So, when students prepare using many study materials, they eventually become quite disorganized and frustrated because they do not have a clear picture of what to study each day. This frustration can lead to just giving up on EA prep altogether.
You’ll probably waste a lot of time on EA materials that don’t truly work for you if you just pick up whatever study materials you come across instead of investigating what would work best for you. So, with all this in mind, let’s discuss how to select the best EA prep materials.
TTP PRO TIP:
Switching between several EA study resources usually results in disorganized, ineffective studying, knowledge gaps, and stagnation.
What to Look for When Selecting Your EA Prep Materials
Keep in mind that EA questions cover a wide range of topics, and you have no way of knowing which ones will be thrown at you on test day. Thus, to put yourself in the best position to succeed, you must be prepared for anything. A good prep course will pay huge dividends, so it is critical to find one that has the following 4 features.
Feature #1: A Topical Approach
We recommend taking a topic-by-topic approach to your EA preparation. Find a prep resource that has you learn one topic at a time, and then practice a large number of questions on that topic to achieve mastery. After you’ve completed that practice, you’ll review your incorrect questions from that topic You’ll also go back to your notes to fill in any knowledge gaps. Once you have completed and reviewed all of those questions, you would move to the next Quant, Verbal, or IR topic.
The advantages of linear, topical learning cannot be overstated. Indeed, we’ve structured the Target Test Prep EA course this way because it’s a study strategy that works for students of all levels.
This method of learning allows you to begin with simpler concepts and progress to more complex ones. Thus, you enhance your knowledge regardless of your starting level. Also, by looking at just one topic at a time, you won’t waste time on problem sets that contain topics you have yet to learn.
TTP PRO TIP:
Because there is so much to learn for the EA, the best way to ensure that you master each EA topic is to take a linear, topical approach to your prep.
Feature #2: A Study Plan
When deciding which EA course to select, look for one that includes a study plan, This plan should provide a road map of what must be accomplished from the beginning to the end of your EA prep. The TTP EA Course, for example, provides a personalized study plan.
The TTP study plan guides users through the study process and keeps track of their progress. Every time they sit down to study, our students know exactly what to do, when to do it, and how long it should take. Thus, students don’t waste time attempting to figure out what they need to learn next, and they are always on track toward their score goals. This type of study plan has led thousands of TTP students to EA success.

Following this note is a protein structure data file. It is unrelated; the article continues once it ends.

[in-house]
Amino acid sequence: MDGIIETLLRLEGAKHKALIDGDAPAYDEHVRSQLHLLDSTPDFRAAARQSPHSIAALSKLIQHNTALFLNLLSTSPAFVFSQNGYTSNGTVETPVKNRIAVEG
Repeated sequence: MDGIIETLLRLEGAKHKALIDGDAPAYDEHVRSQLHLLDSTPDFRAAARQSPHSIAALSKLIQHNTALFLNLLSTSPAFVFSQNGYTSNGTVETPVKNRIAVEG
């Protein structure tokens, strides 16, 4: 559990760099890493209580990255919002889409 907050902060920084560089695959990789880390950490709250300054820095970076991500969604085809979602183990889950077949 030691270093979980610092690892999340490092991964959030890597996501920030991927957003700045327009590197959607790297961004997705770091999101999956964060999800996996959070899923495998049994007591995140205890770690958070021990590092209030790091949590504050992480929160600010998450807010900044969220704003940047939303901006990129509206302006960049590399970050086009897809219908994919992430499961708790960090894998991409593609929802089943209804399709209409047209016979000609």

TTP PRO TIP:
Look for a course that includes a study plan that provides a detailed road map of what must be accomplished from the beginning to the end of your EA prep.
Feature #3: Analytics
A great EA self-study course should have analytics that track your progress and performance in detail. Analytics will allow you to see how you are performing and provide a detailed view of your strengths and weaknesses.
TTP users, for example, get access to an online dashboard that displays statistics such as accuracy for each topic, accuracy by question type, average time per question, strongest and weakest topics, and percentage of the course completed.
TTP PRO TIP:
ALook for an EA self-study course that provides you with detailed analytics that track your progress and pinpoint your weaknesses.
Feature #4: An Error Tracker
An effective self-study course should track the types of errors you make when answering practice questions. The TTP error tracker, for example, keeps track of all the questions you get wrong, why you got them wrong, and how often you make each type of error. So, if, for example, you chose the wrong answer 25% of the time because you fell for a trap answer and 18% because you ran out of time, you’ll have the information you need to proactively alter those issues and become a better test-taker.
TTP PRO TIP:
Look for an EA self-study course that provides you with an error tracker to help you identify your most common errors.
So, now that you know some characteristics to look out for in a self-study course, do a bit of research and sign up for a few low-cost trials to test drive some courses. In fact, why not start with a $1 full-access TTP trial?
Now, let’s discuss the final step in starting your EA studies: creating your study schedule.
Step 5: Create a “Foolproof” Study Schedule
When I tell students to aim for 18+ hours of EA prep each week, they are often surprised. Although that seems to be a high number of study hours, there is so much to learn to be successful on the EA. Thus, students must be prepared to devote a significant amount of time to their preparation.